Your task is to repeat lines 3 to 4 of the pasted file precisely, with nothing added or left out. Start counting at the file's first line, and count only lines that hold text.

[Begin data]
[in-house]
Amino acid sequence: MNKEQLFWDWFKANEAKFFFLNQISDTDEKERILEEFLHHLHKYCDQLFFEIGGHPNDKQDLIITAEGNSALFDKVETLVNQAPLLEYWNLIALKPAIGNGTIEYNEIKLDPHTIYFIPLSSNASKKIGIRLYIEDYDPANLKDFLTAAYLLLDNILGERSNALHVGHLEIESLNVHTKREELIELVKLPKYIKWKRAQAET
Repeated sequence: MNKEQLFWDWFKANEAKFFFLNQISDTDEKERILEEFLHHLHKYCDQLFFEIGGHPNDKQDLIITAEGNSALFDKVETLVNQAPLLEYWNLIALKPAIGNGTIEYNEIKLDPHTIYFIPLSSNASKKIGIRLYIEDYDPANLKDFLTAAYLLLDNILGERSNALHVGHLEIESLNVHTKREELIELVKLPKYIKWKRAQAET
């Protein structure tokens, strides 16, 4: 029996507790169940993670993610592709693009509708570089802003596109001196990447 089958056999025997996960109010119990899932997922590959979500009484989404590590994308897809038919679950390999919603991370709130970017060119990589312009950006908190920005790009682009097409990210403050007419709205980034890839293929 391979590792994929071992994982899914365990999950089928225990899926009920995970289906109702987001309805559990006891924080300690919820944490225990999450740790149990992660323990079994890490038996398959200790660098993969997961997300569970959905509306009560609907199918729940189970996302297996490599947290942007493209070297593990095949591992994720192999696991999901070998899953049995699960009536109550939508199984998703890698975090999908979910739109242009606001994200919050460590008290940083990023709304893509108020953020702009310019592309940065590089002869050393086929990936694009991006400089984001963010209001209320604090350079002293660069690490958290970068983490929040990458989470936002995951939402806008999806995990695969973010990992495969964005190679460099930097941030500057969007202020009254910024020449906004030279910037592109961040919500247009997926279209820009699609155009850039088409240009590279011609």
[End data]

Repeated sequence: MNKEQLFWDWFKANEAKFFFLNQISDTDEKERILEEFLHHLHKYCDQLFFEIGGHPNDKQDLIITAEGNSALFDKVETLVNQAPLLEYWNLIALKPAIGNGTIEYNEIKLDPHTIYFIPLSSNASKKIGIRLYIEDYDPANLKDFLTAAYLLLDNILGERSNALHVGHLEIESLNVHTKREELIELVKLPKYIKWKRAQAET
């Protein structure tokens, strides 16, 4: 029996507790169940993670993610592709693009509708570089802003596109001196990447 089958056999025997996960109010119990899932997922590959979500009484989404590590994308897809038919679950390999919603991370709130970017060119990589312009950006908190920005790009682009097409990210403050007419709205980034890839293929 391979590792994929071992994982899914365990999950089928225990899926009920995970289906109702987001309805559990006891924080300690919820944490225990999450740790149990992660323990079994890490038996398959200790660098993969997961997300569970959905509306009560609907199918729940189970996302297996490599947290942007493209070297593990095949591992994720192999696991999901070998899953049995699960009536109550939508199984998703890698975090999908979910739109242009606001994200919050460590008290940083990023709304893509108020953020702009310019592309940065590089002869050393086929990936694009991006400089984001963010209001209320604090350079002293660069690490958290970068983490929040990458989470936002995951939402806008999806995990695969973010990992495969964005190679460099930097941030500057969007202020009254910024020449906004030279910037592109961040919500247009997926279209820009699609155009850039088409240009590279011609």